• This may mean that the VM solution is not able to detect a vulnerability at all.
  • This may mean that the VM solution can detect this vulnerability, but the CVE ID is not specified in the vulnerability description. This is not a super-critical problem, but still a problem. For example, this can affect the prioritization of vulnerabilities.

How bad is it that the VM solution is unable to detect some set of vulnerabilities?

I often hear from representatives of VM vendors: “Well, yes, we do not detect some CVEs. So what? We detect everything important. Let’s talk about the VM process and our dashboards.” Of course, for the most part it is some kind of sales technique, objection handling and NLP. But there is some truth in this. Indeed, it can be pretty hard to tell if a VM solution should detect some set of CVEs. But do VM solutions really detect everything that is needed? Let’s check it out. Let’s start with the most obvious case.

CISA Known Exploited Vulnerabilities Catalog

Last year, The Cybersecurity and Infrastructure Security Agency released the Known Exploited Vulnerabilities Catalog. It contains relatively few entries. At the time of my research, February 8, 2022, there were 352 CVEs. There are definitely exploits for them. These vulnerabilities are definitely used by attackers. There are also strict Patch Deadlines for US Federal Civilian Executive Branch (FCEB) agencies to fix these vulnerabilities. In other words, these are really critical vulnerabilities relevant to the enterprise environment. It would be logical to assume that all of them can be detected by VM solutions. Is it so?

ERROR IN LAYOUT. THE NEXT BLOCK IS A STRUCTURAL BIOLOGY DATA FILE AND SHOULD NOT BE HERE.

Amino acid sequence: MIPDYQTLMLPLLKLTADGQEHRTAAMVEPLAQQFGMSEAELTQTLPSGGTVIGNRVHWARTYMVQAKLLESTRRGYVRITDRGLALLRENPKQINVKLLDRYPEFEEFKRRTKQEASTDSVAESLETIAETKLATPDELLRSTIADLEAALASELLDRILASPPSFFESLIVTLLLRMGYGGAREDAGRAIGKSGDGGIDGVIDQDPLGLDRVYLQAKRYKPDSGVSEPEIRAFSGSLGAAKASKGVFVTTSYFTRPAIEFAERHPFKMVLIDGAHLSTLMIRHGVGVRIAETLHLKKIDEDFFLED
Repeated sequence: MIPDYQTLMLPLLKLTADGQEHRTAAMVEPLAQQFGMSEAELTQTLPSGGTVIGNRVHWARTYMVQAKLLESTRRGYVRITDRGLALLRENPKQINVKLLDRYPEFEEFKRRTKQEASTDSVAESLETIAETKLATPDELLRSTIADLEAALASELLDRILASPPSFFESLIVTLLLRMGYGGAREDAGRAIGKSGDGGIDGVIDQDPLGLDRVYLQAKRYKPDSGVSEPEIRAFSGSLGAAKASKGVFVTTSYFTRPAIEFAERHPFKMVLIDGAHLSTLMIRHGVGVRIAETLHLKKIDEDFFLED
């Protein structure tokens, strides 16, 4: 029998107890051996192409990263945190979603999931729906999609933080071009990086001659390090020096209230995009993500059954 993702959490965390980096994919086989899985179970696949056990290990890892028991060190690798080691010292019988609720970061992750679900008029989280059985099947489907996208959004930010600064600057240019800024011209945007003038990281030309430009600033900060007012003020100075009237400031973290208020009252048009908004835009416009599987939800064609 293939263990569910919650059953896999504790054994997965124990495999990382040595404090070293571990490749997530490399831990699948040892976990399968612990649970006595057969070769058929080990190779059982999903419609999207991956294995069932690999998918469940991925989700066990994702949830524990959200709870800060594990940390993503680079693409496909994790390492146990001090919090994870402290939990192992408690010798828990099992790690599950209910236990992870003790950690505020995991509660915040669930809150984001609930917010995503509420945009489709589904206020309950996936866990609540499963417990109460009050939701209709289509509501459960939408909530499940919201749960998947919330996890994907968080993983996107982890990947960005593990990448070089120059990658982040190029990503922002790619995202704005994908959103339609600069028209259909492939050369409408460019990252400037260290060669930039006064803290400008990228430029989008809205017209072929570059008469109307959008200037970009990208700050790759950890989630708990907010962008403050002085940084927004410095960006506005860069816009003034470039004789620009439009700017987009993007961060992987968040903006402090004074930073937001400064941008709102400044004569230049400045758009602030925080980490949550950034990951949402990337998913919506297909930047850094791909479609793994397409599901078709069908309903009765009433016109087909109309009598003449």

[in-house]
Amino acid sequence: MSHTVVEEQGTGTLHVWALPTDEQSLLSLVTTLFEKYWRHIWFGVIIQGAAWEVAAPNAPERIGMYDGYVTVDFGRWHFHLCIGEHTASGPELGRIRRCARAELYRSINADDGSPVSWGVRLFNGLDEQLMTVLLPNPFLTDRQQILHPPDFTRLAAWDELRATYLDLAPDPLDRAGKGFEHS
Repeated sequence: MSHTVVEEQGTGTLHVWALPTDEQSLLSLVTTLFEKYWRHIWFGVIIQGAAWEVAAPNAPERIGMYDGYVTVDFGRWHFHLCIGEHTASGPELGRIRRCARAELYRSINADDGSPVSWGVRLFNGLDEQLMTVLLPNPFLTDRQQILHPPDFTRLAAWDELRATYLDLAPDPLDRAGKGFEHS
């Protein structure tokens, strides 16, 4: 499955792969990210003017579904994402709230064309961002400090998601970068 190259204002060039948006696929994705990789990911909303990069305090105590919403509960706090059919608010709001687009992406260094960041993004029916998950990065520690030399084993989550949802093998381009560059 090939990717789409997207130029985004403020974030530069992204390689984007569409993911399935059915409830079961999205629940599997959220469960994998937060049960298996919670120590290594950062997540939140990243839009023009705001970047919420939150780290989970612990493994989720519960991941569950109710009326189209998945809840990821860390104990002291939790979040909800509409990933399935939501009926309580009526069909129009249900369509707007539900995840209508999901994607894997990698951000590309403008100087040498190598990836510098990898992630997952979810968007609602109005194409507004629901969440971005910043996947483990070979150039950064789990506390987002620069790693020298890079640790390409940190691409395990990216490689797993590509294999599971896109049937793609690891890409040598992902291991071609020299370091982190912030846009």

Comparison

To make the comparison, I used my open source project VulnKBDiff. I compared OpenVAS (officially renamed as GVM with GCF – free Greenbone Community Feed), Tenable Nessus and NVD databases. For those who want to repeat the analysis, I must clarify that VulnKBDiff obtains information about Nessus plugins from Vulners.com and this requires a commercial or researcher license. I have a researcher license, thanks a lot to Vulners Team for that! The rest of the data I take directly from open sources.

On February 8, 2022, I took 352 CVEs from the CISA Known Exploited Vulnerabilities Catalog and used VulnKBDiff to see which ones are in Nessus and OpenVAS (Full report: 2022-02-09_cisa_exploited.html).

We can see that the commercial Nessus scanner can detect more vulnerabilities than the free OpenVAS. This is not surprising. Although the presence of 9 vulnerabilities that Nessus does not detect, but OpenVAS detects is interesting.

There are also 47 vulnerabilities that neither Nessus nor OpenVAS can detect. It’s about 13%. I will not analyze all the vulnerabilities, but I would like to outline some theses.

OpenVAS

Does it make sense to use OpenVAS/GVM with the free Greenbone community feed to detect vulnerabilities in enterprise infrastructure? Yes, but you need to understand that it will not detect vulnerabilities in some products, such as Cisco IOS, Cisco ASA, Atlassian Confluence, VMWare solutions. You probably remember last year there was a lot of noise about the Kaseya VSA and Accellion FTA vulnerabilities. Also just recently everyone was talking about the Microsoft Exchange “ProxyShell” RCE. Well, OpenVAS cannot detect all this. As you can read on Greenbone website: “However, the GCF receives no new NVTs for features for enterprise environments since September 4th 2017. This distinction is regarded an adequate balance between community needs and commercial needs.” Keep this in mind.

Nessus

Now let’s see what Nessus can’t detect. First, it does not know how to detect some of the vulnerabilities that OpenVAS detects. rConfig and Apache Struts can certainly be found on corporate networks.

What about vulnerabilities that both Nessus and OpenVAS cannot detect. At first I thought that there will be vulnerabilities that are usually out of scope of VM solutions. For example, vulnerabilities in smart phones. But actually I see only two vulnerabilities for Android. The rest are quite critical vulnerabilities in enterprise-level products. Although there could be no other vulnerabilities in the CISA Known Exploited Vulnerabilities Catalog.

By the way, these 2 vulnerabilities, which are in the catalog and are detected by OpenVAS and Nessus, but are not present in NVD, demonstrate a problem with NVD. Vulnerabilities now get there with a very long delay.

NVD CVEs Published in 2021